Newswise — Rainer Weiss flunked out of MIT years before winning a Nobel Prize for Physics in 2017. Renee Horton of NASA reclaimed her dream to become a scientist after dropping out of school, going on to become the first African American woman to complete a Ph.D. at her university. Ethan Perlstein was turned down for 27 academic positions before deciding to start his own research lab with startup funds from angel investors.
In “Find Your Path: Lessons from 36 Leading Scientists and Engineers,” published by MIT Press, author Daniel Goodman presents the candid reflections of leading scientists and engineers working in three areas—the entrepreneurs, the academics, and the public servants—in hope that their experiences will help others navigate similar terrain.
“Find Your Path” is sponsored by the Fannie and John Hertz Foundation, a not-for-profit organization dedicated to empowering America’s most brilliant minds in science and technology through its renowned Hertz Fellowship. The book engages with the reflections of leading scientists and engineers, many of which got their start through a Hertz Fellowship, on spontaneous career decisions, but also serious, institutional obstacles including gender bias and racism they encountered along the way.
“The idea for this book came to me after I heard Kimberly Budil speak at a Hertz Foundation workshop. She described how she balances family responsibilities with her commitment to her work for the government, and I could see that her experience could benefit a larger audience,” says Goodman. “So, with support from the Fannie and John Hertz Foundation, I started a 5-year career guidance project, collecting these personal narratives, including as many diverse voices, experiences, and disciplines as I could find.”
Through his meticulous selection of innovative thinkers—including 18 Hertz Fellows, two Nobel Prize winners, the first African American woman to receive a Ph.D. in physics from Johns Hopkins University; the third woman to achieve the rank of 4-star general in the United States Air Force, and more—Goodman compiles a diverse and compelling series of in-depth personal narratives that provide not just career advice, but also life advice. The narratives explore varying preferences for solitary research or collaborative teamwork; attempts to achieve work-life balance; and unplanned changes in direction that resulted in a more satisfying career.
“Find Your Path” is a must-have book or gift for undergraduate and graduate students in STEM fields, newly minted PhDs, their advisors, and mid-level scientists looking for inspiration.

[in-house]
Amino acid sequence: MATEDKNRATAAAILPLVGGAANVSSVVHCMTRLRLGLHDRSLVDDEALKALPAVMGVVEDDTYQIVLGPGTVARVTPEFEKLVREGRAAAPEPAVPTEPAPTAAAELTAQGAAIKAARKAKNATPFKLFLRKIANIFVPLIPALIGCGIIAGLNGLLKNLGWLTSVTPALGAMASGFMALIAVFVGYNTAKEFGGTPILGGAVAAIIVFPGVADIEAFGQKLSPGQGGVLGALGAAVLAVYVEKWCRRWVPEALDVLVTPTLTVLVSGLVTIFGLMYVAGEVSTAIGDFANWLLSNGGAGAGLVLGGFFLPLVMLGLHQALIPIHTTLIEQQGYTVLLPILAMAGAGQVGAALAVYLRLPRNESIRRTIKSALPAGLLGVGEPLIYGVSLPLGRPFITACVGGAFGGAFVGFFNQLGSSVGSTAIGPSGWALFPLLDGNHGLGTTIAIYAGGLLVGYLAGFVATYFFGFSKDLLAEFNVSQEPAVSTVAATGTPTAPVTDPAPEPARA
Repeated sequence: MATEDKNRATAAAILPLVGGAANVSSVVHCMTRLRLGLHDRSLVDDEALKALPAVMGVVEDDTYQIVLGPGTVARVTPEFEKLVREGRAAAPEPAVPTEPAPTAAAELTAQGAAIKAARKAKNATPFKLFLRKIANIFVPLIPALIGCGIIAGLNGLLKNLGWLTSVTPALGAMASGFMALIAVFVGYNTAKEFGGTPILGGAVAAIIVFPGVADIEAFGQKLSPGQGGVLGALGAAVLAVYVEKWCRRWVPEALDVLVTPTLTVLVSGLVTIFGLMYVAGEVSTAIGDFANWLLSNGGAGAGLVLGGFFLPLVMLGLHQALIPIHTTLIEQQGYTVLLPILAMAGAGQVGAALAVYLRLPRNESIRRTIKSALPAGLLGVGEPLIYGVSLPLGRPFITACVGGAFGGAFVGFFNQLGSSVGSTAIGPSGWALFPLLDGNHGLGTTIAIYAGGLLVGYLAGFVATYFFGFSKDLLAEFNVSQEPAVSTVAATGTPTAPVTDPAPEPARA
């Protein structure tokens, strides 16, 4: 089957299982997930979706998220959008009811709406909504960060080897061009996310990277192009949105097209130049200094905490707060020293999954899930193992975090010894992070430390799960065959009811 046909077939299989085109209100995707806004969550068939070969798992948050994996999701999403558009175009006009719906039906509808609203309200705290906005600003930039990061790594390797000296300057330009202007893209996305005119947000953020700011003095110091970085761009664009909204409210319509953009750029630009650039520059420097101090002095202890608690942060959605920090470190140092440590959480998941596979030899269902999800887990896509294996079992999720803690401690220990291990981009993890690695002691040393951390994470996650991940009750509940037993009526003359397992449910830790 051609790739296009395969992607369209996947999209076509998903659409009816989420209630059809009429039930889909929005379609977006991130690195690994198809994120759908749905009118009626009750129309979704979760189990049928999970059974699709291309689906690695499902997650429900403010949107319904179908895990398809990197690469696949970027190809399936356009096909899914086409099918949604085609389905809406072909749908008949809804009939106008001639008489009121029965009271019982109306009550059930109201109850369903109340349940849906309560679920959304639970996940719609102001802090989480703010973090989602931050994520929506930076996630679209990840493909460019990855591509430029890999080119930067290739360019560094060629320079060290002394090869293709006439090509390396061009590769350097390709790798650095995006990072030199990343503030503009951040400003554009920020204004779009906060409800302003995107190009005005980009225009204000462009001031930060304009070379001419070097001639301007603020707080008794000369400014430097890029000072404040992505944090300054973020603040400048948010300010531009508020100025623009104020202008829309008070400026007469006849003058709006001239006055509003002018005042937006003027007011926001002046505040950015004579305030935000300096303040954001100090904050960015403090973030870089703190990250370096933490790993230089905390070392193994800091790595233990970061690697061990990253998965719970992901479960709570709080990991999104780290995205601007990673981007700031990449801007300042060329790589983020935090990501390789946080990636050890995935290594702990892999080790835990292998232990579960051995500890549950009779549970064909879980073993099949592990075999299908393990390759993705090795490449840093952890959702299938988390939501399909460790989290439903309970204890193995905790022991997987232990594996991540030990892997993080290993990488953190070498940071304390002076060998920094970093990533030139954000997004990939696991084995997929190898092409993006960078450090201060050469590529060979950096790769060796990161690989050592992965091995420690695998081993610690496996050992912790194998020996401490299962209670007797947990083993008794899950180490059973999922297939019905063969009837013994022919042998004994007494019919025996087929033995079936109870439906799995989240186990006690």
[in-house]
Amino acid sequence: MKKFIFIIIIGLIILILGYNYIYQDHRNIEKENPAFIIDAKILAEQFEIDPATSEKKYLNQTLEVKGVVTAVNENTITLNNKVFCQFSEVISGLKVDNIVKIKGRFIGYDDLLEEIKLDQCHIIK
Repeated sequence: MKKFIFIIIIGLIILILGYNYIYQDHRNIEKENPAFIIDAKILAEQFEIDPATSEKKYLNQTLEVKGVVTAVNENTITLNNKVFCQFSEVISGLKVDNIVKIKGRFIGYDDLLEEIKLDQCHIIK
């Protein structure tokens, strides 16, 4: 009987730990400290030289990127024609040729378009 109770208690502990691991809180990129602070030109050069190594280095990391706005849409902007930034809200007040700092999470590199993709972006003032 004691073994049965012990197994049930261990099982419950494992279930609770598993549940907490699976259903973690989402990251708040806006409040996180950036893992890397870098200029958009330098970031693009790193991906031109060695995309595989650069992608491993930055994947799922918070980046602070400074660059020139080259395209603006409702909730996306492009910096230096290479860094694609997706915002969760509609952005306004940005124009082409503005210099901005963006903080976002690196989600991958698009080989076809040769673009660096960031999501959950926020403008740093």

“Everyone has different bumps in the road and the path may not always be clear,” concludes Goodman. “I hope by presenting these stories in this way, the book will become a guidepost for science, technology, engineering and math (STEM) professionals who are facing similar challenges—whether they are looking for their first job or their next stepping stone.”
The book features Stephon Alexander, Norman Augustine, Wanda Austin, Kimberly Budil*, Wendy Cieslak*, Jay Davis*, Tamara Doering, Stephen D. Fantone*, Kathleen Fisher*, David Galas*, Kathy Gisser, Sandra Glucksmann, Daniel Goodman*, Renee Horton, Richard Lethin*, Christopher Loose*, John Mather*, Richard Miles*, Paul Nielsen*, Michael O'Hanlon, Deirdre Olynick*, Jennifer Park, Ellen Pawlikowski*, Ethan Perlstein, Richard Post, William Press*, Beth Reid, Jennifer Roberts*, Jessica Seeliger*, David Spergel, Ellen Stofan, Daniel Theobald, Shirley Tilghman, Jami Valentine, Z. Jane Wang*, Rainer Weiss. * indicates Hertz Fellow
About Daniel Goodman
Daniel Goodman is Director of Advanced Technology at ASM-NEXX, a Massachusetts-based company that produces semiconductor capital equipment. He is a Hertz Fellow and a member of the Board of Directors of the Fannie and John Hertz Foundation.
About the Fannie and John Hertz Foundation
The Fannie and John Hertz Foundation is a not-for-profit organization changing the world around us by granting freedom of American scientific research and innovation through fellowship and financial support. Launched in 1963, the Hertz Fellowship is the most exclusive fellowship program in the world. Our 1,200+ Hertz Fellows are the leaders, shapers, and disruptors of American science, engineering, and mathematics. We welcome philanthropic partners to join in support of Hertz Fellowships. For more information, visit www.hertzfoundation.org.